By Steve Adubato, Ph.D. 

This column is not about politics - rather it’s about the state of our country. It’s about civility. It’s about the essence of leadership and the need for all of us to keep our minds open to “other” perspectives, information and facts.

Recently, I appeared on FOX5 News in New York to offer commentary on the question of political debates and how relevant they are in this highly polarized political climate. While you check out this story below from FOX5 and consider my on-air comments, also consider the larger question of whether the vast majority of American citizens/voters, as well as our national “leaders” already have their minds made up. Simply put, have we gotten to the point in our country where most people are convinced that what they believe is 100% right and not interested in listening to or considering any information or perspective that might challenge these pre-conceived ideas?

This is a national epidemic and not relegated to one political campaign or another. Think about how many "conservative Republicans" rely on information sources, be it in the mainstream media or on information driven websites that simply reinforce what these folks already believe. Why would someone be open to changing their mind about a candidate, opinion or an issue if all they hear reinforces what they already believe? "Liberal Democrats" are no different. Many of my friends in the so-called "progressive" community rely almost exclusively on MSNBC and CNN for much of their information, not to mention websites that lean in that direction. My "conservative Republican" friends do the same thing by monitoring FOX, as well as countless talk radio hosts and online information in the same way.

Consider this: After posting my FOX 5 NY commentary on Facebook, someone responded saying, "I thought you were better than that, Steve." Think about that. This woman wasn't commenting on or even disagreeing with my saying how important it was that candidates participate in debates and that I was disappointed in Democratic Governor of New York Andrew Cuomo’s initial ducking of any debates because he was so far ahead (Governor Cuomo has since agreed to one pre-taped debate). Clearly, she had a problem with me appearing on a FOX related network. Further, any time I’ve appeared on MSNBC or CNN, as well as in my “regular job” appearing on PBS stations in our regions, I get lots of online “hate mail” from conservatives saying things like: “Steve, I knew you were a part of the fake news liberal establishment,” or “All of you in the media hate President Trump anyway… you are the enemy.” No joke. This stuff is often nasty and personal. Again, it’s not so much challenging what I’ve said on the merits, it’s largely about the media outlets I’m on while saying it.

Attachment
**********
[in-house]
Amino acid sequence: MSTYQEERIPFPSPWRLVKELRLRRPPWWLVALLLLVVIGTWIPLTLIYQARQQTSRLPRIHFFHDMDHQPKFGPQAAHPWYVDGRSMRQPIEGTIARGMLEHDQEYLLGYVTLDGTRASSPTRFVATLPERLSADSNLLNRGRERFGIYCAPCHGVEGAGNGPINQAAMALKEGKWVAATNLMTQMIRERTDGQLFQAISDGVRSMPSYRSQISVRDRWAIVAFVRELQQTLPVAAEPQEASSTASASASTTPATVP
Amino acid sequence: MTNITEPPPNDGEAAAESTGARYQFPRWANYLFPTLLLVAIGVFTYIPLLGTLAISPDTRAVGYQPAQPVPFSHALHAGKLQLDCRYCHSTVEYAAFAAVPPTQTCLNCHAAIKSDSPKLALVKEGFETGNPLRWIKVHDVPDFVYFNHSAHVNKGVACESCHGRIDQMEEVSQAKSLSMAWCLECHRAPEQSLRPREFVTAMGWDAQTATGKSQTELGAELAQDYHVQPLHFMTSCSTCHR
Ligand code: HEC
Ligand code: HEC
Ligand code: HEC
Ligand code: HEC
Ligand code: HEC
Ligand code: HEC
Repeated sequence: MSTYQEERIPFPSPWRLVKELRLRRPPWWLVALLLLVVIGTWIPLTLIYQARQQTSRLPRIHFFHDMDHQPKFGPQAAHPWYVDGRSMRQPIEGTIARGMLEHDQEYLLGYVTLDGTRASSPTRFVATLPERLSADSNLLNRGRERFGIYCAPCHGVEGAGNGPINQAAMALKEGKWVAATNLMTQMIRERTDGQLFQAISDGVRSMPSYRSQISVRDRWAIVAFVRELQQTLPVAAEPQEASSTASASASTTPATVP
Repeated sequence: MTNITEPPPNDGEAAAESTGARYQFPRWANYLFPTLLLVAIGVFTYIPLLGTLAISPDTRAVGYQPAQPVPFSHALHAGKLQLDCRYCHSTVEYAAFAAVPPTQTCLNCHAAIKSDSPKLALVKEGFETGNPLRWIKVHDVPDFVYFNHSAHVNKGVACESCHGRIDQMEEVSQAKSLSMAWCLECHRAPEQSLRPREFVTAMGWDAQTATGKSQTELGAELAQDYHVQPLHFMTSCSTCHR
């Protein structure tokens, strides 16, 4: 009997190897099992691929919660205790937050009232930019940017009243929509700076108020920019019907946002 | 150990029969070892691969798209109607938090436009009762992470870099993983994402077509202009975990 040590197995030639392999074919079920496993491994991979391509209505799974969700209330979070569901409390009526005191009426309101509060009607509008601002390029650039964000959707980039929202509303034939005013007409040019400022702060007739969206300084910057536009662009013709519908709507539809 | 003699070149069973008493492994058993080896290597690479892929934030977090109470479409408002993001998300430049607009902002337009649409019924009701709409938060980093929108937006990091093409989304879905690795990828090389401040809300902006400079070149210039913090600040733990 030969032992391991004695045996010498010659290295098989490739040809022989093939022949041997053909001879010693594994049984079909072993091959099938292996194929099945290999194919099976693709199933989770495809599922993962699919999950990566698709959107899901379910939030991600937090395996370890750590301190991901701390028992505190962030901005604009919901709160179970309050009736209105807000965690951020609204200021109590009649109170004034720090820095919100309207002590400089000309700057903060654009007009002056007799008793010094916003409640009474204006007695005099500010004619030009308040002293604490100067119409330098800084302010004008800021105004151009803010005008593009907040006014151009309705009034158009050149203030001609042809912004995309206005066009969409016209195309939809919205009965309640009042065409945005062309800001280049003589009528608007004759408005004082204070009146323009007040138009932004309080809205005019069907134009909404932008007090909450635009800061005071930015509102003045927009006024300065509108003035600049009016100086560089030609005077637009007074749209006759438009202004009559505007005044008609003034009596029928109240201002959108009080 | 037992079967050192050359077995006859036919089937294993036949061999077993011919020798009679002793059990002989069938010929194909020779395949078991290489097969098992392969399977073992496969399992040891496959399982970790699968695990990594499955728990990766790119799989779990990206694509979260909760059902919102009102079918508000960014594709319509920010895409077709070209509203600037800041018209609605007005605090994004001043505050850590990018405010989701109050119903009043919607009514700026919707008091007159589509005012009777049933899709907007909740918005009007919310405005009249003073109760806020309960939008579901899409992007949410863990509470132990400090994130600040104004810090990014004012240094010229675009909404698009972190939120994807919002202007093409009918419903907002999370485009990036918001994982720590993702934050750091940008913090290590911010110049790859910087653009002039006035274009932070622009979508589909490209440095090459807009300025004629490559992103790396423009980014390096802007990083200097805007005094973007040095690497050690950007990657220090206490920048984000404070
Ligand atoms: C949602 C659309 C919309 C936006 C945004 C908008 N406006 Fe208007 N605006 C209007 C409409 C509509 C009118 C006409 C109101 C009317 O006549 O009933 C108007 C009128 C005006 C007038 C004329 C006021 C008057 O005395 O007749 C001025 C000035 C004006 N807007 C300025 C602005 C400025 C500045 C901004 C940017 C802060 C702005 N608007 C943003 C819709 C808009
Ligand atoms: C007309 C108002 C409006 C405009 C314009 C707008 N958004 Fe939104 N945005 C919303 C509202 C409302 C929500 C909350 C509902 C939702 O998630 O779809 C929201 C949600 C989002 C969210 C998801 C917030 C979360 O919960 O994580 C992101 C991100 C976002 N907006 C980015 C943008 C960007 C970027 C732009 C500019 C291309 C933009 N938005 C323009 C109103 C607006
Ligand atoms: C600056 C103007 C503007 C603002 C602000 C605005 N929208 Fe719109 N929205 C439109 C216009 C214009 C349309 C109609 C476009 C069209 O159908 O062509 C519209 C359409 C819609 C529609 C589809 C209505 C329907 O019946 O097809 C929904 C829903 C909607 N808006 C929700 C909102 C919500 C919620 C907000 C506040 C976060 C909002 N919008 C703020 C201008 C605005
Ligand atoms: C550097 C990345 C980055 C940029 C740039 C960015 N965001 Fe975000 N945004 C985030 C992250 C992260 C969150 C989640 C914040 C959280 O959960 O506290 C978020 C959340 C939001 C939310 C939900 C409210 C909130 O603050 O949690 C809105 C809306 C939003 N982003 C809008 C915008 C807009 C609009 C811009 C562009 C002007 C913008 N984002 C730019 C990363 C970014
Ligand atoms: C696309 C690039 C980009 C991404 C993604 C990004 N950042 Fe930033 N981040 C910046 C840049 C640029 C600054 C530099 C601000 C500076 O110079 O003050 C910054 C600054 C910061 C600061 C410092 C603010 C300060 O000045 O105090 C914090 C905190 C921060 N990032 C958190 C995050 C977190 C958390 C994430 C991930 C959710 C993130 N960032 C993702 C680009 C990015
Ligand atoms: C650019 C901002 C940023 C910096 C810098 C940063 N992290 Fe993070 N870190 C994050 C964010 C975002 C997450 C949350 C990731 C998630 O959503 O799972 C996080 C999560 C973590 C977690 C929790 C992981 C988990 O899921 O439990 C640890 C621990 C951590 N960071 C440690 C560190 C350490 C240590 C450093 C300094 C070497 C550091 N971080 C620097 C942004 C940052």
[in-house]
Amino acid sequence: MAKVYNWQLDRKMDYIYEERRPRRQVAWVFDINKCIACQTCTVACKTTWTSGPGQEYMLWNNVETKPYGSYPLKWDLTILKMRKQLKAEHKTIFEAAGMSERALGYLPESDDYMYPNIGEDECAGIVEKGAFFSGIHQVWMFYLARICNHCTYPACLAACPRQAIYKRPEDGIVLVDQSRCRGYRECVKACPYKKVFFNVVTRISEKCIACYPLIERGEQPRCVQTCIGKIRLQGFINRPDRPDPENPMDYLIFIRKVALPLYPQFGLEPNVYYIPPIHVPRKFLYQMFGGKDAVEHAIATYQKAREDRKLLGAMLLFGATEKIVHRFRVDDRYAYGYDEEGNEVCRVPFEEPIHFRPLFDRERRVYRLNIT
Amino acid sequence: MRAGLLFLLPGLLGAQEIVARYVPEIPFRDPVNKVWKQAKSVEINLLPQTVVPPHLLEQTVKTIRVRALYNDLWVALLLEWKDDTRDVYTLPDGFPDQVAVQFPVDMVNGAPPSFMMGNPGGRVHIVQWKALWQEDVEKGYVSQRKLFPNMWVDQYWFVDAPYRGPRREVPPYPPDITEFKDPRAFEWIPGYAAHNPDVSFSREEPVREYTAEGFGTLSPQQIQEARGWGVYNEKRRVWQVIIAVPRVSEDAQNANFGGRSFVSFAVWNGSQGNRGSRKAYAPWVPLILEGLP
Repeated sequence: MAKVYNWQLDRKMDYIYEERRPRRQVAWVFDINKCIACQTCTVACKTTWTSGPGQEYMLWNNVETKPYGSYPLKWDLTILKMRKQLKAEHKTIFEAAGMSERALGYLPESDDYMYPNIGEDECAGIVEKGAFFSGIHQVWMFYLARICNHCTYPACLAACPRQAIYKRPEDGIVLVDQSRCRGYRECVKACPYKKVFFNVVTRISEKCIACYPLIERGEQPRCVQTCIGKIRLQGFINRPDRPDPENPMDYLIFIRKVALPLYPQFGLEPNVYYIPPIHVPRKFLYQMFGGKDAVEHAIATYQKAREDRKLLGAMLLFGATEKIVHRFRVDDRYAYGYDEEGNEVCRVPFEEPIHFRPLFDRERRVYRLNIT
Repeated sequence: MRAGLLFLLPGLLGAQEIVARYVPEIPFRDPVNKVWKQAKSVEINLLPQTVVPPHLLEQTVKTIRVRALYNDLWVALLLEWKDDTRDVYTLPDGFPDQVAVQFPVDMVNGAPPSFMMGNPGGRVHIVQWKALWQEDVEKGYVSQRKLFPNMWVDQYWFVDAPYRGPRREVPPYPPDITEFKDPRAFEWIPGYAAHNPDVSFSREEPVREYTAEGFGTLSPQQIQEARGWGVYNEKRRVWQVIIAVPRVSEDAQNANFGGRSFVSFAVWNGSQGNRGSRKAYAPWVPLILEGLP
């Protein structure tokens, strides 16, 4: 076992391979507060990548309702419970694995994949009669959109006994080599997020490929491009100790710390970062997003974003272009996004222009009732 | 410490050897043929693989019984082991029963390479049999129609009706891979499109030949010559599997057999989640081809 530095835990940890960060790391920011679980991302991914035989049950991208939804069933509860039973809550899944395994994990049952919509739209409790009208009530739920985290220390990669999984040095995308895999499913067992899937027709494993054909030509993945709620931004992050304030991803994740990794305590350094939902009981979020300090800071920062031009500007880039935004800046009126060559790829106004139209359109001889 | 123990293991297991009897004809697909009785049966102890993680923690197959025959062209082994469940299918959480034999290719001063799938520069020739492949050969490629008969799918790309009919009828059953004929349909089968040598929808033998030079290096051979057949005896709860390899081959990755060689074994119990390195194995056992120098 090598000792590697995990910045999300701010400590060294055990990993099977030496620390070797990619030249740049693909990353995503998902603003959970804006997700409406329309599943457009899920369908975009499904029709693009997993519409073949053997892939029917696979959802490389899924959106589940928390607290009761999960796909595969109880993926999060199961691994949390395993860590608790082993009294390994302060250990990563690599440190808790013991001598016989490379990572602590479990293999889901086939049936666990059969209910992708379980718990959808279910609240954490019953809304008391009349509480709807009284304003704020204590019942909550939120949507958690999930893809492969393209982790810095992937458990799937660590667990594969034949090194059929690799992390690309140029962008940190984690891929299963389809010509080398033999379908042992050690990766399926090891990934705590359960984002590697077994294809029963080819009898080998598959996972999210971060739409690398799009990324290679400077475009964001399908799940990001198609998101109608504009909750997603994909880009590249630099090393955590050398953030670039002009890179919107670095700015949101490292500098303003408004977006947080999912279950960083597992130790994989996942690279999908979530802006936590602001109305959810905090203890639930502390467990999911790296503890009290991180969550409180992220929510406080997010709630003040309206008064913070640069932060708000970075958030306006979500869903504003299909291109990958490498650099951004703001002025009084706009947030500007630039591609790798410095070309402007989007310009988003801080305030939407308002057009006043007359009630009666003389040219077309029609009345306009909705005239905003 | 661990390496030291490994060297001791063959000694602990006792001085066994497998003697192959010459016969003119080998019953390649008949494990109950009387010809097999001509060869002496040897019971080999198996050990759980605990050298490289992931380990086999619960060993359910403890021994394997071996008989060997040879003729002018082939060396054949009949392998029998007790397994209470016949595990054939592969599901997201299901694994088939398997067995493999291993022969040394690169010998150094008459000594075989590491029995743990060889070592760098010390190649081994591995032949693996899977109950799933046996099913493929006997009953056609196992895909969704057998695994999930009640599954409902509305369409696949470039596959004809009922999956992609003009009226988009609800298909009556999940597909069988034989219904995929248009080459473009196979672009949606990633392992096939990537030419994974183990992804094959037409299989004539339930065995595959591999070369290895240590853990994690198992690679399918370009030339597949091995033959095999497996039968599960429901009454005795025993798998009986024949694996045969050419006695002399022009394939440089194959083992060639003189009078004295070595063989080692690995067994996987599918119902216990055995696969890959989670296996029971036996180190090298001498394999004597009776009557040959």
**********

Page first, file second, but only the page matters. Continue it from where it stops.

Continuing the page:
Think about what all this means. It isn't just what you say, but where you say it. What network? What platform? It's like the Bloods and the Crips of politics. It’s all turf driven. It's crazy and dangerous. It's like millions of Americans discount what is said, not simply on the merits and the content, but rather where it’s said and their perception of who’s saying it.

It isn't simply that we all have our own particular point of view on political issues or candidates, it's that we will ONLY consume media content that tells us “I’m right.” Further, if I hear or see something by accident on another media outlet, I discount it even if it makes sense (that all candidates should be required to debate) because I didn't find it on a media outlet that's "on my side."

It's downright scary that millions of Americans have decided to stop listening to and being open to other points of view. The same thing is true of our political leaders. We all go into our corners, talk to others who are likeminded, and come out more convinced than ever how right we really are. No new facts, no information, no different perspective, nothing. I'm right, you're wrong (and you’re the enemy) and there's nothing to talk about.

I'm convinced this is a terribly unhealthy situation for our nation. Call me weak… but I'm crazy enough to sometimes think that my opinion is simply that, just mine, and every once in a while, someone might say something that makes me question what I think I believe. I like to call that being open-minded, but I imagine others reading this would see it differently. As someone who's spent most of my professional life thinking, writing, talking and teaching about leadership, I think being open-minded is an essential leadership trait. Sure, we have our convictions, but let’s not be so convinced of our rightness that no other perspective or viewpoint has any validity. That's a horrible trait for a leader, or for any American citizen.

What do you think? Is it really worth being open to other points of view? Or is it okay that we remain this divided and polarized… convinced of our rightness, and simply stop talking to each other because this will wind up either in a heated and often nasty argument, a fractured relationship or something even worse? I'd love to hear your thoughts. Write to me at This email address is being protected from spambots. You need JavaScript enabled to view it..